Book review: 'Hikernut’s Canyon Lands Companion' details 12 great hikes in the Southwest
“Hikernut’s Canyon Lands Companion” is a detailed, yet subjective guidebook. It offers information about some of the best hikes in the American Southwest. The book is a good start for novice hikers wanting to hit some of the major and most scenic canyon hikes in Utah, Arizona and New Mexico.
A transplant from the Northeast, author Brian J. Lane is a seasoned hiker who has lived the past two decades in Sedona, Ariz. In the guidebook, he gives his recommendations for the 12 “best” hikes on the Colorado Plateau, ranging from easier day hikes to overnight backpacking trips.
His selection of hikes, he admits, is completely subjective, drawing from his extensive hiking experience — hence the moniker “hikernut.” All the trails he recommends are canyon hikes, many of them through creeks and slot canyons. Seven of his recommended hikes are in Utah, including the Zion narrows and hikes in Capitol Reef, Arches, Canyonlands and Bryce Canyon national parks.
Though it is hard to narrow the myriad hikes down to a top 10, 12 or even 25, Lane does a good job at highlighting the trails that “epitomize the Southwest canyonlands.” He does not shy away from crowded trails, which are popular for a reason, or remote, more challenging routes.
He says none of the trails he recommends requires any special skills, aside from preparation and common sense. Most of the hikes would not be suitable for children, though there are some family-friendly trails.
Since most of the hikes are geographically distant, this guidebook should only be used as a starting point for planning a backpacking trip or vacation, with additional research supplementing the guidebook’s information.
In addition to detailed information on the hikes, Lane gives a guide to hiking essentials and a backpacking list, which are useful for backpacking newbies and hikers inexperienced with the desert conditions of the Southwest. Additionally, he provides chapters covering common plants and animals in the region, mishaps and remedies, the geology of the plateau, and his own tips and advice for hiking. He includes useful charts, maps and lists to supplement the information.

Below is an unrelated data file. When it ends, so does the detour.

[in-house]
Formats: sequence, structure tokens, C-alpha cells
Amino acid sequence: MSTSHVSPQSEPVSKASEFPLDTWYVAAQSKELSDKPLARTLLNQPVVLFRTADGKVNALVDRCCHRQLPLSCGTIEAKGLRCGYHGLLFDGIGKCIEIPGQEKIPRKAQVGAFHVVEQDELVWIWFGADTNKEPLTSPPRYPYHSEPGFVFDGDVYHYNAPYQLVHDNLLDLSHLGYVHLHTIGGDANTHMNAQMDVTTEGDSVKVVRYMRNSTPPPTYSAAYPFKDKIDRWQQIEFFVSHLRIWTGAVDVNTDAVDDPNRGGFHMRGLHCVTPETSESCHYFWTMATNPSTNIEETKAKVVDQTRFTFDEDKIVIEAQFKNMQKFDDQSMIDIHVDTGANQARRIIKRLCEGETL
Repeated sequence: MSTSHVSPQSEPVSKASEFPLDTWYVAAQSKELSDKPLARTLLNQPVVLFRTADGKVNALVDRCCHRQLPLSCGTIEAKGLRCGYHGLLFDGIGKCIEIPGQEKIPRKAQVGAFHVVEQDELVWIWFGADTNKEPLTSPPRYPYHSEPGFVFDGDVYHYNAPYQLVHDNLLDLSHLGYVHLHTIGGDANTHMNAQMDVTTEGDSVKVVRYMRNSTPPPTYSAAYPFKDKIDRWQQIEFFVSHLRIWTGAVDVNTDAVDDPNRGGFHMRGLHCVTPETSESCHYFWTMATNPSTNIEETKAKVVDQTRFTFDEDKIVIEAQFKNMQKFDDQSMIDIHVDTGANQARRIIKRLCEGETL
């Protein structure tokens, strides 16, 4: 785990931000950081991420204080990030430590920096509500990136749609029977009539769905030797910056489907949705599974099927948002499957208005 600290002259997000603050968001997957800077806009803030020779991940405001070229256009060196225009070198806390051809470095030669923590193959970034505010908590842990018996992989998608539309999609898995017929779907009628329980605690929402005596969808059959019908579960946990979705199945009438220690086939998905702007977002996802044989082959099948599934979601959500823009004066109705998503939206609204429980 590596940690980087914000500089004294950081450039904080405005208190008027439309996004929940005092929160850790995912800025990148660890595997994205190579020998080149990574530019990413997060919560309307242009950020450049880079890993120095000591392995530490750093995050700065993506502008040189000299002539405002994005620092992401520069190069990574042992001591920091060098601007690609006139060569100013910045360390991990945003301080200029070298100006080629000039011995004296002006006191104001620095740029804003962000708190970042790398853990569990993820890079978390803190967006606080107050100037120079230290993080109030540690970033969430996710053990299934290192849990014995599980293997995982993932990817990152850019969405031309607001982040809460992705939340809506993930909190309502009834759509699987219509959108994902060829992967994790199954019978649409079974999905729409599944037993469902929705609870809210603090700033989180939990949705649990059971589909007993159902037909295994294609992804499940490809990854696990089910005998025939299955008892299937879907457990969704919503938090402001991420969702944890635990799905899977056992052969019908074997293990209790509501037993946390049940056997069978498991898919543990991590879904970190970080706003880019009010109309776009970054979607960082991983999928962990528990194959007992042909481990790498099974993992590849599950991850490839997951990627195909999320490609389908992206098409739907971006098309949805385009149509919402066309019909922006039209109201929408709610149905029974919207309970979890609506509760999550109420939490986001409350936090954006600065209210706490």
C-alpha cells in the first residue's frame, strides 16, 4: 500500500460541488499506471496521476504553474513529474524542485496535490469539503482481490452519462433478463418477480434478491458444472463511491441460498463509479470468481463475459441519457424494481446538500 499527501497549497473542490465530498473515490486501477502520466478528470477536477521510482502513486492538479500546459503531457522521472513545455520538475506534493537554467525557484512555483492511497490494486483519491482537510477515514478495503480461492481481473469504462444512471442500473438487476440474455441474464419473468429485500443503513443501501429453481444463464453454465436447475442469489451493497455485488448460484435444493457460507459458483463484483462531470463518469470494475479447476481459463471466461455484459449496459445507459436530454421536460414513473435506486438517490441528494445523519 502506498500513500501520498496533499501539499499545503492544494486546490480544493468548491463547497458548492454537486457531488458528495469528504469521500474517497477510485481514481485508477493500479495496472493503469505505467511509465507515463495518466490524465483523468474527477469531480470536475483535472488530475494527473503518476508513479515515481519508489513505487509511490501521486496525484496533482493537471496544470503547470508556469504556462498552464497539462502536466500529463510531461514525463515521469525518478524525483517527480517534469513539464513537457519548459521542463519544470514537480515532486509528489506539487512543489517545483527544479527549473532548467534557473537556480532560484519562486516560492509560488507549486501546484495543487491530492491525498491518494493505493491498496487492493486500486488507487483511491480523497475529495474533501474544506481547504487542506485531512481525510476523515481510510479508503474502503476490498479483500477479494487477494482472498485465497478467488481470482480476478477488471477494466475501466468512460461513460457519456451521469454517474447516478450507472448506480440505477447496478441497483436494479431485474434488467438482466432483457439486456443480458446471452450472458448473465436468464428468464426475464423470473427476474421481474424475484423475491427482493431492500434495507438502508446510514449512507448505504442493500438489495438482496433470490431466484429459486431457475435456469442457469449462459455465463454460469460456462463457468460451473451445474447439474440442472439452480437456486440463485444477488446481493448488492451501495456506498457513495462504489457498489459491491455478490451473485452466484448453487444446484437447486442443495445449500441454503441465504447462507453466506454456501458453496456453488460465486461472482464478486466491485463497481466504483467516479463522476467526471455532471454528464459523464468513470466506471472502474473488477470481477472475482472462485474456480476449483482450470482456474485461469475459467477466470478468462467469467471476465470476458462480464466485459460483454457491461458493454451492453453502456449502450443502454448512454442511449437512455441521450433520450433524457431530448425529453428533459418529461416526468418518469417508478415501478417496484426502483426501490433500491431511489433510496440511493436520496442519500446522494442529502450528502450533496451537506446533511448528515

Throughout the book are breathtaking pictures — most taken by Lane himself — of views and vistas from the recommended hikes that enrich and bring the substance of the guidebook to life. The hikes are presented in an organized format with all the information needed to plan and prepare for the hike, including detailed trail descriptions and directions.
However, some of the maps are disorienting, with some regional maps provided for each hike having north pointed toward the left of the page, but the writing on the map does not follow suit. An orange background and black writing with lighter orange drop shadow in some lists and charts is jarring to the eye, though the information is good.
Alison Snyder has a bachelor's degree in print journalism from Brigham Young University. She lives in St. George and enjoys camping, hiking and photography.
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